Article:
Jonna Blode Hanno, Laura Thomasina Haynes and Mollie Macpherson from Three Trees Theatre talk about the inspiration and process behind their new play Alice which opens at the Landor Space in Clapham on January 9.
How would you describe the piece?
It's a devised piece inspired by Alice in Wonderland, focusing on Alice's journey into the confusing and somewhat absurd world of adulthood. The piece deals with controversial rumours about Lewis Carroll's relationship with Alice Liddell, for whom he wrote the book, but set in our time of #metoo and countless testaments of sexual abuse.
Why Alice in Wonderland?
Alice in Wonderland is such an iconic story, but after reading it we were most fascinated by the darkness in it, and Lewis Carroll's unique perspective on the world of adulthood. When the Weinstein scandal came out and #metoo started shaking the world we felt we had to join the discussion around responsibility and power in our own industry as so much of the controversy around Lewis Carroll is still so relevant.
Tell us about the process?
We cast everyone as different characters from the book but then examined what that creature could symbolise in our world today instead of having a literal portrayal. For example, we do not have the White Rabbit sat at Lewis Caroll's dinner table but instead take inspiration from the essence of his character. Led by our director Or Benezra-Segal we worked as a company to devise a play based on who these people are and where we thought the night would take them.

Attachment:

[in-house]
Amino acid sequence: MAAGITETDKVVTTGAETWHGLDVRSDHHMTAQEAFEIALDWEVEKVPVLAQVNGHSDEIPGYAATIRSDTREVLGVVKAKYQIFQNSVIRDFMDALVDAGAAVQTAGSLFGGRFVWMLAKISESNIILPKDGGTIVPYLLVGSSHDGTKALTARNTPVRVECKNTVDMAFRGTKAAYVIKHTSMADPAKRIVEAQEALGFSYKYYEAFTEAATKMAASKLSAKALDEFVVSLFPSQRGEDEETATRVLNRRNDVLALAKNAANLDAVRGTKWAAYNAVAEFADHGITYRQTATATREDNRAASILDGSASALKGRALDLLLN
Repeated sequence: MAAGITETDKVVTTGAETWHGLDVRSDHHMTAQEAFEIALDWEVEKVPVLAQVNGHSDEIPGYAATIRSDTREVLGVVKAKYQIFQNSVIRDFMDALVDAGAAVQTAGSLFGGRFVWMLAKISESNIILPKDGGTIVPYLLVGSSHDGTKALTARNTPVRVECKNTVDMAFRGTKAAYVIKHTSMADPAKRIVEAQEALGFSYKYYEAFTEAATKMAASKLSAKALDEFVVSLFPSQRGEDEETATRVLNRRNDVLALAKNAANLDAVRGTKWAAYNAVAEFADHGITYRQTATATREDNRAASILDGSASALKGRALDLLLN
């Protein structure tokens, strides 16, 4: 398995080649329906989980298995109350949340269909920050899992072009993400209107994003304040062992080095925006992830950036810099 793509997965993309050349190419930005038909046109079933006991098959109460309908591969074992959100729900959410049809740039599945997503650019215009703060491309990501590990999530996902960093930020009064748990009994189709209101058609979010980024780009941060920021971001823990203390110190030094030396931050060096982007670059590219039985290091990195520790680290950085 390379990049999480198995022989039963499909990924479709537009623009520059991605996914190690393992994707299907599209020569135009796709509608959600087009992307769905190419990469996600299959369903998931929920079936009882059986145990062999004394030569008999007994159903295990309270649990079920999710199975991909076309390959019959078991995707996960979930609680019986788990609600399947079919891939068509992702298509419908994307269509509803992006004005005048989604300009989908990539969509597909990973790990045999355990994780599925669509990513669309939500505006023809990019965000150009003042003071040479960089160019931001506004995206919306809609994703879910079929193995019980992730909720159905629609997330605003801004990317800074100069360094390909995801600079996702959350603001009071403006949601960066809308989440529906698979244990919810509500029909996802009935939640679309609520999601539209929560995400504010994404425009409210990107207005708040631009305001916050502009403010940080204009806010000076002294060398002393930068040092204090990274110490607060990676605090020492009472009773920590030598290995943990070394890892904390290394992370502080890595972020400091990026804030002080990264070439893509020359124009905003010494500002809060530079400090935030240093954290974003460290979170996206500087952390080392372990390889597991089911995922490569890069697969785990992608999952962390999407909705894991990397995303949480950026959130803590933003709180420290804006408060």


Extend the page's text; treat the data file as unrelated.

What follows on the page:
Just how important it is to get a great team together who all believe in the project and are willing to put in the work and treat each other with love and respect. There needs to be trust and devotion from everyone working so intensely and on such delicate subject matters. It's the only way to really make great art happen and we've been very lucky to have an amazing creative team and cast who just threw themselves into the project.
Why should people come and see Alice?
It's a very different, dark take on a familiar story. I think we've managed to make this iconic children's tale into something extremely important and relevant today. It's a night of laughter, fun and danger. The audience will feel like they are dining with the nine actors on stage and if they don't they'll be longing to be a part of the discussions, games and absurdity happening in front of them.